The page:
BC Jazz plays the music of Sun Ran

Omar Oseguera

Omar Oseguera, Photo and Multimedia Editor

The Bakersfield College Jazz Ensemble performed songs from Sun Ra on Nov. 1 in the Fireside Room. The late Sun Ra was a composer, self-proclaimed extra-terrestrial, and an innovator. Ra’s music has influenced musicians beyond the jazz realm and his own compositions broke boundaries by implementing electronic keyboards and space-like sounds into his music.

The ensemble played to a packed audience, which consisted of students and BC staff, such as astronomy professor Nick Strobel and history professor Randy Beeman, who is also a booster and organizer for the Friends of BC Jazz organization.

Jazz director Kris Tiner spoke on his reasoning for choosing music of Sun Ra, and how it impacted his students and the audience.

“I’m a big fan, and I’ve been thinking about doing something like this for a long time,” said Tiner. “I have been transcribing and arranging these tunes over the years, and we have performed a couple of them at previous BC Jazz concerts.

“It just seemed like we had the right mix of people and instruments to make it work this semester, so we went for it.”

Sun Ra’s music contains traditional jazz instruments, such as the upright bass, guitar, trumpets, piano and percussion, but on his more experimental tunes, the addition of space-like sounds were created by jazz student Jordan Aguirre, with the use of a Fender Rhodes piano, delay pedals, and a Roland SP404 sampler.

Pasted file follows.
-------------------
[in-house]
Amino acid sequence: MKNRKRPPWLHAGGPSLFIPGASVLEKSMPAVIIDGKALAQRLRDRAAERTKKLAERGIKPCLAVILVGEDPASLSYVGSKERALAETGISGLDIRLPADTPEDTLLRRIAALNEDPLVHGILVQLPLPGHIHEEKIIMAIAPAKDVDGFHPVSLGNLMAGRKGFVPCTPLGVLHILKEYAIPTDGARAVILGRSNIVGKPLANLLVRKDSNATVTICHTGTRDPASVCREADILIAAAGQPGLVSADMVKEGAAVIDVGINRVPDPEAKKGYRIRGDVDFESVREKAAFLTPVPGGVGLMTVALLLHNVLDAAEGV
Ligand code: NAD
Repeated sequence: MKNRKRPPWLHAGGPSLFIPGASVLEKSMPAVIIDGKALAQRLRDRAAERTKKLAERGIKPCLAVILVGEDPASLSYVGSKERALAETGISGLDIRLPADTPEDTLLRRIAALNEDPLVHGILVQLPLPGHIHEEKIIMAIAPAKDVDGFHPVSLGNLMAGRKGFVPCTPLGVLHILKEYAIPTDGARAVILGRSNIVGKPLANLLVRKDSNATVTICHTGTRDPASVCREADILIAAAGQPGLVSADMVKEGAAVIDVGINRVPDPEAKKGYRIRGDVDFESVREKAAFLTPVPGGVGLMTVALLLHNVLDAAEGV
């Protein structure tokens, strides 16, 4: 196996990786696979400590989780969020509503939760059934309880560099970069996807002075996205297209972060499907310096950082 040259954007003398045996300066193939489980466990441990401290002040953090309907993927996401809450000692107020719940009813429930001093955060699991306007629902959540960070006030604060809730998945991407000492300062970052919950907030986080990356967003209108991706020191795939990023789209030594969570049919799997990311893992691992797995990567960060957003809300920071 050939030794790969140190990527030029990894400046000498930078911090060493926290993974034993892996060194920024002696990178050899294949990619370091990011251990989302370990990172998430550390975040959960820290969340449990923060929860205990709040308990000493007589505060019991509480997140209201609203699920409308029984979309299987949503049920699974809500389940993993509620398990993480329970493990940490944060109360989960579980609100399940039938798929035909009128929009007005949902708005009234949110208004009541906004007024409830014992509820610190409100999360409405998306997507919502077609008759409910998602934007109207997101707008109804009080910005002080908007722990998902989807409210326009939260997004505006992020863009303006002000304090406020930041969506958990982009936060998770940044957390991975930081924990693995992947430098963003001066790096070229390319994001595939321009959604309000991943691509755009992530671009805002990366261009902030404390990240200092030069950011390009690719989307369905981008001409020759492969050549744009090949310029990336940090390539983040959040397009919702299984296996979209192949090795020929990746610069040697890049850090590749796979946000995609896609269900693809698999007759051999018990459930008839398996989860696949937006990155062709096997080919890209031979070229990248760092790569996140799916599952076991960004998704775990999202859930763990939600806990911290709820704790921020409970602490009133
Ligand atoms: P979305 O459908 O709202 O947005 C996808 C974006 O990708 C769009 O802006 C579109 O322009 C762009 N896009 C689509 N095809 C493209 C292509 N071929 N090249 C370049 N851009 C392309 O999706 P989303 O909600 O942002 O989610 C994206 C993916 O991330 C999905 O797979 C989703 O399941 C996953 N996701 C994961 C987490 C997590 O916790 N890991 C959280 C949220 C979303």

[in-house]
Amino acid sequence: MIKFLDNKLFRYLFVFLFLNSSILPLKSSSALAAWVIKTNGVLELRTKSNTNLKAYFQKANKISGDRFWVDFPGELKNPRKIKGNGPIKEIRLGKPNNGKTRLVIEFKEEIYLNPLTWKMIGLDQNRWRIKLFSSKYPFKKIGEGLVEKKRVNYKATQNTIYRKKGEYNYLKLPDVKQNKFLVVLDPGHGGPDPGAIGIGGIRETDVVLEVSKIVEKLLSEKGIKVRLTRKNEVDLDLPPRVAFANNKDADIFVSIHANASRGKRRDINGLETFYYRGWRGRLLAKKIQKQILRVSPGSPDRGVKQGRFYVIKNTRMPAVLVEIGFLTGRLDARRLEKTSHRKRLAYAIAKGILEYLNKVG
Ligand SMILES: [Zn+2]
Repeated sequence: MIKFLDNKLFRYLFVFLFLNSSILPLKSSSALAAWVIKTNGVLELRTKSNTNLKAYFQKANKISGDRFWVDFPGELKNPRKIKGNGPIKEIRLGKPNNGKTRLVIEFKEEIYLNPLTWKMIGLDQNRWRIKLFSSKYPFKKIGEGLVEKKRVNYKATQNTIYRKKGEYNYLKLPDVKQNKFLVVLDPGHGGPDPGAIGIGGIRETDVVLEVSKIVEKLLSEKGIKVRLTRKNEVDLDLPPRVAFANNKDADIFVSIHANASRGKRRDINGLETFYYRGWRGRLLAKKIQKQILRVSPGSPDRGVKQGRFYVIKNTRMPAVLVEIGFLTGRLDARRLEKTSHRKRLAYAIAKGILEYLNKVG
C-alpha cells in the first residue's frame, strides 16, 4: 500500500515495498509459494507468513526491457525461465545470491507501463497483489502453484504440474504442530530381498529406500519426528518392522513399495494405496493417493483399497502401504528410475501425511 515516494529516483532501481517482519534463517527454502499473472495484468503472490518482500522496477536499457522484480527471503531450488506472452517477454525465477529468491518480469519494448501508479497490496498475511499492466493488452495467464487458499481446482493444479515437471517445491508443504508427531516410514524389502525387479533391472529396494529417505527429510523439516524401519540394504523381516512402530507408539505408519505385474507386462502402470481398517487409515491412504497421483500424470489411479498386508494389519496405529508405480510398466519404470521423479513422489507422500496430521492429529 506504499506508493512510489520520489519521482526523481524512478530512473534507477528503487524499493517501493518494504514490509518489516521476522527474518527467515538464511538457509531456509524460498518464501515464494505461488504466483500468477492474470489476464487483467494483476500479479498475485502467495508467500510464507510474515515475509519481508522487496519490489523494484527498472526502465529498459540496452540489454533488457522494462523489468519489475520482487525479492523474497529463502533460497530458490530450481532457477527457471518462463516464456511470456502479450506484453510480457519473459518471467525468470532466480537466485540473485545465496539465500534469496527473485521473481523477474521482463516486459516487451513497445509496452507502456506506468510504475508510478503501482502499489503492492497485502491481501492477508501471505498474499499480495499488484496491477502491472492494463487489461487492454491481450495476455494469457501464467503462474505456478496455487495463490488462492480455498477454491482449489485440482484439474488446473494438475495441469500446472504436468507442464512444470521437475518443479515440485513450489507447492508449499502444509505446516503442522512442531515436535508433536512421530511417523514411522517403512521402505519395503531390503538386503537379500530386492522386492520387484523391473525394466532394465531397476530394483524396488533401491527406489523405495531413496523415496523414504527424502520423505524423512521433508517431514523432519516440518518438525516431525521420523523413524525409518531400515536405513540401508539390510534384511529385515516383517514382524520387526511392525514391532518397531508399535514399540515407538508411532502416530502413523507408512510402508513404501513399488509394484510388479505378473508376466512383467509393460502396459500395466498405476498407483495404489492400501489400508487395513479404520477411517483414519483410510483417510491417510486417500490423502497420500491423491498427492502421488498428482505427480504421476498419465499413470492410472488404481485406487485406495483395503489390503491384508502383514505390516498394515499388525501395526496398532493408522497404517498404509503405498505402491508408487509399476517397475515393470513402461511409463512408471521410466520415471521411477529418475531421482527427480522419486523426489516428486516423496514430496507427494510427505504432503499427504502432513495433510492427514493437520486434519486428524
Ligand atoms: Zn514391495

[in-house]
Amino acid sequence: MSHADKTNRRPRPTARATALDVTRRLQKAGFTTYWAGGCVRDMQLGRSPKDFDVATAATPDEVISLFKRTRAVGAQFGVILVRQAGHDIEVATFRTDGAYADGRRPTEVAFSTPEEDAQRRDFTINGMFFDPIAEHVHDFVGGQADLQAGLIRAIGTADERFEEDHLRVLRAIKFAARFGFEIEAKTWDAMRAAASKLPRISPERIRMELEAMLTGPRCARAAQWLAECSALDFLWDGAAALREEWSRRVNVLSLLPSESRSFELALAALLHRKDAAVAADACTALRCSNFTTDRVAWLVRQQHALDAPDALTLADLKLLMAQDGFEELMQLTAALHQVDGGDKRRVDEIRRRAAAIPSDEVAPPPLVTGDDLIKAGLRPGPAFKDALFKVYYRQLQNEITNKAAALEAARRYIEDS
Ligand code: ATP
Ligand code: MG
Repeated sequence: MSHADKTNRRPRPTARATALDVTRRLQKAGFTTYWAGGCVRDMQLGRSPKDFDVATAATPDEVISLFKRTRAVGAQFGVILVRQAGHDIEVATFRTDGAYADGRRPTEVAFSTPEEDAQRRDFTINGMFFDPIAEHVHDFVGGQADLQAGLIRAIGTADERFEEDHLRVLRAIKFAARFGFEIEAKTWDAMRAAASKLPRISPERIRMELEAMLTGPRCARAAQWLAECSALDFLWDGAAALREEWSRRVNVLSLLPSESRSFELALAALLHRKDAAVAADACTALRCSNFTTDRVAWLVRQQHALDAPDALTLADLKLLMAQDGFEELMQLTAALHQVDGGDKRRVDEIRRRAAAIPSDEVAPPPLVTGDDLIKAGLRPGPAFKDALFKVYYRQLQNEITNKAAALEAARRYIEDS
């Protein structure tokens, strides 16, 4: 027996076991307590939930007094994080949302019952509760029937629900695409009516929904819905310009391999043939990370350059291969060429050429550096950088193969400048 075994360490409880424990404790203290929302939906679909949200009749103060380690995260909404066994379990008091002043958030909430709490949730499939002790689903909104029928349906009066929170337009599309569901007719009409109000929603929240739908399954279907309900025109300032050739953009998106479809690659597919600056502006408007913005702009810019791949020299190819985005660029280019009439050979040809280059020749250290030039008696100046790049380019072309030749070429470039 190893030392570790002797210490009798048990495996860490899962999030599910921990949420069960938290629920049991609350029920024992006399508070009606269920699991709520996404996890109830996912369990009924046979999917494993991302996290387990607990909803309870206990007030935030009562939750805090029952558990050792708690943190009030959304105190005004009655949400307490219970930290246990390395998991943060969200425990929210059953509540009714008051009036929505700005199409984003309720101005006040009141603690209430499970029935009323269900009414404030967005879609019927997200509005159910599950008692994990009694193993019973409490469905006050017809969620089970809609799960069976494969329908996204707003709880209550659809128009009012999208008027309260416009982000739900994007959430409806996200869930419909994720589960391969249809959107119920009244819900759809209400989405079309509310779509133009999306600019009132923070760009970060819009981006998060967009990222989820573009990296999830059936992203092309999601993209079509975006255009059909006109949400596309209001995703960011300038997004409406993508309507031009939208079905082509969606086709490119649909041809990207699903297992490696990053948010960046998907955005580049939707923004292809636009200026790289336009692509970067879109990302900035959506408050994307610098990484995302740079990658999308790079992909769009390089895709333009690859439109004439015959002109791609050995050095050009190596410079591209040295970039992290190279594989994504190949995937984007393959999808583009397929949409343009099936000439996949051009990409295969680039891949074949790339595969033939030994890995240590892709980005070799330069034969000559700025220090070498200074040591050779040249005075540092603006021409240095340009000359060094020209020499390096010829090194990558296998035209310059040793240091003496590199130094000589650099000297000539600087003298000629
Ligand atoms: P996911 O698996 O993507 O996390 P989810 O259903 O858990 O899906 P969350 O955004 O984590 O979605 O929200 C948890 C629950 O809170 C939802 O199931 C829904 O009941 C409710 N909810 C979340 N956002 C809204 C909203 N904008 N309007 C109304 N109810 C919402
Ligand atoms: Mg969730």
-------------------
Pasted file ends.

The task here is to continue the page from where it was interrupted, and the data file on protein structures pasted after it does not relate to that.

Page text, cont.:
“We began the semester looking at music from Ra’s early period, which is characteristically quirky but not too out of the ordinary for a traditional jazz ensemble,” said Tiner.

“As we got progressively into some of his later music, and started to really deal with the more open aspects of it, like improvising transitions between tunes, extended solos, creating spontaneous textures and backgrounds and creating electronic effects.

“I think a lot of that was new to many of them, but they were enthusiastic and we had a ball with the material.”

With such an experimental performance, it was hard to predict what the audience response would be, but by seeing the eyes of the audience pop up as the ensemble chanted along to “Space is the place,” they seemed intrigued and entertained.

“I knew some of the music would be challenging for people who were not already fans, but I think that everyone was able to see how much fun it all was, and the students did a fantastic job with these tunes,” said Tiner. “Their enthusiasm and dedication certainly came across.”

The concert took place in the Fireside Room due to the SAM building being closed for renovation, but the small-room setting created atmosphere for the audience sitting only a few feet from the band.

“I’ve always liked [the Fireside Room] because you can have an intimate, jazz-club-like feel and still get a decent-sounding performance,” said Tiner.

With Tiner’s creative approach to school jazz concerts, his newly established Friends of BC Jazz organization, and his own out of school activities of running a jazz record label and bringing jazz musicians to perform at places like the Metro galleries, there is no doubt Tiner is making big changes to the Bakersfield arts scene.

Tiner credits his students for impacting this new movement within the local arts scene.

“I’ve been here since 2004 and I’ve been pleased to see many, many musicians come through this program and go on to further their music education and create their own impact, within not only the jazz community, but our local culture in general,” said Tiner. “Versatility and flexibility are what it’s all about for the twenty-first century artist, so I try to prepare students for that by opening up as many opportunities as possible.”